Using a dull axe is not only tedious, but it’s also dangerous. A dull blade can just bounce off of the wood you’re cutting and go somewhere else – such as into your leg. It also means your work will take longer.
The Fallkniven DC4 Whetstone is my top choice because it has a combination 2000 grit ceramic side and 800 grit diamond side. It features that ability to sharpen your axe dry, without water, so you can take it camping. It is ideal for campers and bushcrafters looking for an axe sharpener that is portable and effective.
Sharpening can be tedious, but a sharp axe will quickly make up for the time spent on the sharpening. That’s why this article is all about five of what I think are the best axe sharpeners out there. I’m sure one of them will be right for you and your needs.
I took each sharpener to my garage and tested them extensively by sharpening some severely blunt axes from my collection. I judged each sharpener based on their performance, ease of use, and value for money. I also took into account portaiblity if you are going to be using it camping.
- 800 and 2000 Grit
- 4-in x 1.25-in Sharpening Area
- Diamond and Ceramic Sides
- Includes a Leather Pouch
- 3-inch Diameter Puck
- 120 and 280 Grit
- Coarse and Rough Sides
- Affordable Price Tag
I have written a guide explaining several methods to sharpen your axe at home you may find interesting.
Table of Contents
1. Fallkniven DC4 Combination Whetstone Sharpener
Sold by Dianova, this whetstone is the Fallkniven DC4 – a name that is highly regarded among outdoorsmen and blade users. The DC4 combination whetstone is a very straightforward yet highly effective axe sharpener. You may wonder what you could do with a sharpener that looks like a brick, but believe me, this is one capable sharpener.
One side is made from fine ceramic and the other from coarser diamond. The ceramic side of the sharpener has a 2000 grit rating, while the diamond has about 800. Thanks to this, this sharpener can be used both for “rough” sharpening and fine honing to make it shaving-sharp.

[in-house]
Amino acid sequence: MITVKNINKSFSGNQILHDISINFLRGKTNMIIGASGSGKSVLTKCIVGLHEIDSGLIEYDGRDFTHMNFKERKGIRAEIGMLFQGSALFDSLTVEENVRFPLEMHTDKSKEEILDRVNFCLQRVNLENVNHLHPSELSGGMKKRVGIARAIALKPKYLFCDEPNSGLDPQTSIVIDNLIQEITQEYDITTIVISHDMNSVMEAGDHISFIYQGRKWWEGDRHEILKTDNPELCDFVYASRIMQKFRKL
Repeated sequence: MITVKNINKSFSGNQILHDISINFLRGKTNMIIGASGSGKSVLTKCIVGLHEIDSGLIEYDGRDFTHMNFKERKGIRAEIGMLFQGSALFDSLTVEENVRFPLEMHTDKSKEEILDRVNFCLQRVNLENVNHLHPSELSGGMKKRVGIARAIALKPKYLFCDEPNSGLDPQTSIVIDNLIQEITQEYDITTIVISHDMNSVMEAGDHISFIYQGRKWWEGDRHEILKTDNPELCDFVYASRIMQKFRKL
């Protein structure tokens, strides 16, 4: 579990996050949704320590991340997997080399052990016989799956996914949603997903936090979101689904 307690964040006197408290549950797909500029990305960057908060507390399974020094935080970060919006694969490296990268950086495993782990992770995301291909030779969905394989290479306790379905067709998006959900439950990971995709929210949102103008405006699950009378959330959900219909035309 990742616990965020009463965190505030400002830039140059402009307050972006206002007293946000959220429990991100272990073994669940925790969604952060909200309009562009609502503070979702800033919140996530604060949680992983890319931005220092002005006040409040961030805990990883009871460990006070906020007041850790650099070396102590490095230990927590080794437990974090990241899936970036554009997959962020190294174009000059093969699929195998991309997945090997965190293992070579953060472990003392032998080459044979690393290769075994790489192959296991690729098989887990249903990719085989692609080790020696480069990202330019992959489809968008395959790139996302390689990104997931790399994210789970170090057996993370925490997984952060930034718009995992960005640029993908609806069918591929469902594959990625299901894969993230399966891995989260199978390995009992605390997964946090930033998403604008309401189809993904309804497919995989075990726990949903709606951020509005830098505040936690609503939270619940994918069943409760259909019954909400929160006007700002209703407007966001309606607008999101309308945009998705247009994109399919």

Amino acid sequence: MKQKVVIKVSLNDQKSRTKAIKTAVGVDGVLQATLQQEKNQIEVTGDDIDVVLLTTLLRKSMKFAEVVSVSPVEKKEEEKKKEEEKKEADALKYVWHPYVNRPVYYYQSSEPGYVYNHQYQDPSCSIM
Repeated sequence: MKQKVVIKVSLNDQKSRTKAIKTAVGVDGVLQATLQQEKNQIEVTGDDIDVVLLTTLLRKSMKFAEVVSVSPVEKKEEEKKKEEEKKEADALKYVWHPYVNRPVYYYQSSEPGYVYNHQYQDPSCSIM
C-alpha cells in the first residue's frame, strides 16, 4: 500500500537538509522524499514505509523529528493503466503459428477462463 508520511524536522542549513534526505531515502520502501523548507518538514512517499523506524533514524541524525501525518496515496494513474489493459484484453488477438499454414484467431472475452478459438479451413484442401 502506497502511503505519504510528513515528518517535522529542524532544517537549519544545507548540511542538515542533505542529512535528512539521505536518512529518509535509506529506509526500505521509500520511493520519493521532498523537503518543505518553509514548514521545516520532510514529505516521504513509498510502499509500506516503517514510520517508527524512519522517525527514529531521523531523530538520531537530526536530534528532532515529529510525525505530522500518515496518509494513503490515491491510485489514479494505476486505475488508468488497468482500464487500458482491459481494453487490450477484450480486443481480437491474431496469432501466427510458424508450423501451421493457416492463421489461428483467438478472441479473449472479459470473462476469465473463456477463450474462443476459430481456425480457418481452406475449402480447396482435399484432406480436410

The 800-grit rating makes the diamond side rather coarse, though it certainly is far from being the coarsest out there. Still, it was capable of removing metal from the blade to help you get rid of chips and repair the blade.
The much finer 2000-grit ceramic side can be used for “polishing” and honing the blade and for removing scratches from it. I found that it was very effective at this.
The thinness and compactness of this whetstone sharpener make it great for camping and carrying along. It’s four inches long , 1 and 1/4 inches wide, and an 1/4 inch thick. It weighs just shy of 2.3 ounces (65 grams). This is it’s only drawback, really – if you have a larger axe or knife it might be a bit inconvenient to sharpen them with this whetstone.
Oh, and by the way – Fallkniven recommends to use it dry, no water or oil. That’s a big plus in my eyes.
- It features a fine ceramic side for honing and a coarser diamond side.
- It’s compact size and lightweight design make it ideal for camping or on-the-go use.
- The manufacturer recommends using the sharpener dry, eliminating the need for water or oil, simplifying the sharpening process and reducing mess.
- The compact design of the sharpener may be inconvenient for sharpening larger axes.